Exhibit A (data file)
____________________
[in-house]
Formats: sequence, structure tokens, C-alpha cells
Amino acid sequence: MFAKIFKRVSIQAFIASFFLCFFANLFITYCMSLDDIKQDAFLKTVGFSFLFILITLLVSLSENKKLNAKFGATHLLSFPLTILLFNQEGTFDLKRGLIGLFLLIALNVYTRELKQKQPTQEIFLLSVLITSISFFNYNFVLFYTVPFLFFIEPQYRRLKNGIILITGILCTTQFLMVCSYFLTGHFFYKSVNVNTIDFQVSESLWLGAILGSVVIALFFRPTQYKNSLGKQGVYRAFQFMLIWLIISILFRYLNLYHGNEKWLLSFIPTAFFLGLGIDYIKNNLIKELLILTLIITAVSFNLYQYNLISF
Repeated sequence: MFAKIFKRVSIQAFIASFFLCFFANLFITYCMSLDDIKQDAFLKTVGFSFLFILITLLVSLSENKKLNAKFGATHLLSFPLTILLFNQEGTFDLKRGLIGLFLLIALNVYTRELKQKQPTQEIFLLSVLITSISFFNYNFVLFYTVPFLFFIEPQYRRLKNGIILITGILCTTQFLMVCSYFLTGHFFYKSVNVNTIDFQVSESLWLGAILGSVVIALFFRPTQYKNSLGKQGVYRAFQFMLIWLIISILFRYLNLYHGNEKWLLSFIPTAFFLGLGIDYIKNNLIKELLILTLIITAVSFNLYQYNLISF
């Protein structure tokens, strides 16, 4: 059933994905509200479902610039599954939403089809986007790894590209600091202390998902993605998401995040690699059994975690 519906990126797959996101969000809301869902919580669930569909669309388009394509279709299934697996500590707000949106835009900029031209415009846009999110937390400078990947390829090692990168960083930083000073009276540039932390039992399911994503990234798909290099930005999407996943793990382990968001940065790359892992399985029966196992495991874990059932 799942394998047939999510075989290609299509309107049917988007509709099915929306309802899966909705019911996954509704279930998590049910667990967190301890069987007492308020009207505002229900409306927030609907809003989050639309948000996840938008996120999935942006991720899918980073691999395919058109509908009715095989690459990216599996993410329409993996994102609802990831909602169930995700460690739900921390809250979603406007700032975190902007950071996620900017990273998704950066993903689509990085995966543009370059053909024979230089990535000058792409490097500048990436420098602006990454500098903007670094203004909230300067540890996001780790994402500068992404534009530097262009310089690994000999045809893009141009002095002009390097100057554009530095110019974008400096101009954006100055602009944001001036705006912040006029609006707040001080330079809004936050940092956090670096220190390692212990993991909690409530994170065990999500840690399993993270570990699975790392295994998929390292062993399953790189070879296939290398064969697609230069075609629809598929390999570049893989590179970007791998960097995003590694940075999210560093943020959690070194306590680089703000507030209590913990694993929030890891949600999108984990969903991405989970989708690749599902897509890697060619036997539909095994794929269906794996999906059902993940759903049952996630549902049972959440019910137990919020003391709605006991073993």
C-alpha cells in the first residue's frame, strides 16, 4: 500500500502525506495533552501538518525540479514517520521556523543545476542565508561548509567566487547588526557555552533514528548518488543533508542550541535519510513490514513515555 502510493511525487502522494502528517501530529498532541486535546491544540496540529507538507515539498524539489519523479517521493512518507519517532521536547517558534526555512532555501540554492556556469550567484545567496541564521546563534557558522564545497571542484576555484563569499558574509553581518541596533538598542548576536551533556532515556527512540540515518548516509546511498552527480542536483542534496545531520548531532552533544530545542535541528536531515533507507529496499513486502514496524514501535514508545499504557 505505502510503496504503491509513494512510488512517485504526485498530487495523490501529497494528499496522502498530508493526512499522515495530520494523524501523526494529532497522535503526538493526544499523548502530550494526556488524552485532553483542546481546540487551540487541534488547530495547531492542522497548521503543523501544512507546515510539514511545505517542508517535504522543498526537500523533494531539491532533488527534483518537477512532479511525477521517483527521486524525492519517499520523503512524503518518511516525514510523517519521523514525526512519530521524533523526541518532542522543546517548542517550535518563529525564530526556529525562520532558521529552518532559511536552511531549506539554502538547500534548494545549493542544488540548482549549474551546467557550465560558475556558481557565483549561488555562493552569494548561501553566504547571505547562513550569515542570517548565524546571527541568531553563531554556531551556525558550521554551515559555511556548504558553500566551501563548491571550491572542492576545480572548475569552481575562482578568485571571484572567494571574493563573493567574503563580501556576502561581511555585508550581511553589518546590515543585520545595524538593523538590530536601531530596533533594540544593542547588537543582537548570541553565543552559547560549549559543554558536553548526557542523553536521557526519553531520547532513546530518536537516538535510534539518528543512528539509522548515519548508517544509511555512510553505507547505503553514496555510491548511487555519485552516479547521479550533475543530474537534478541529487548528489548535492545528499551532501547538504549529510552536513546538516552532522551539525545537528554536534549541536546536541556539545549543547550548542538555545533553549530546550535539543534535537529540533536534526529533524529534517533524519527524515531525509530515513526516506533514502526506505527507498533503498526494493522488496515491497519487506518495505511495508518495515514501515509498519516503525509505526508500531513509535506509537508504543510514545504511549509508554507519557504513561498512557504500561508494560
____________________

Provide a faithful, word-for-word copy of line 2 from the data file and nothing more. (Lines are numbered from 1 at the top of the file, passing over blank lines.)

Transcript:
Formats: sequence, structure tokens, C-alpha cells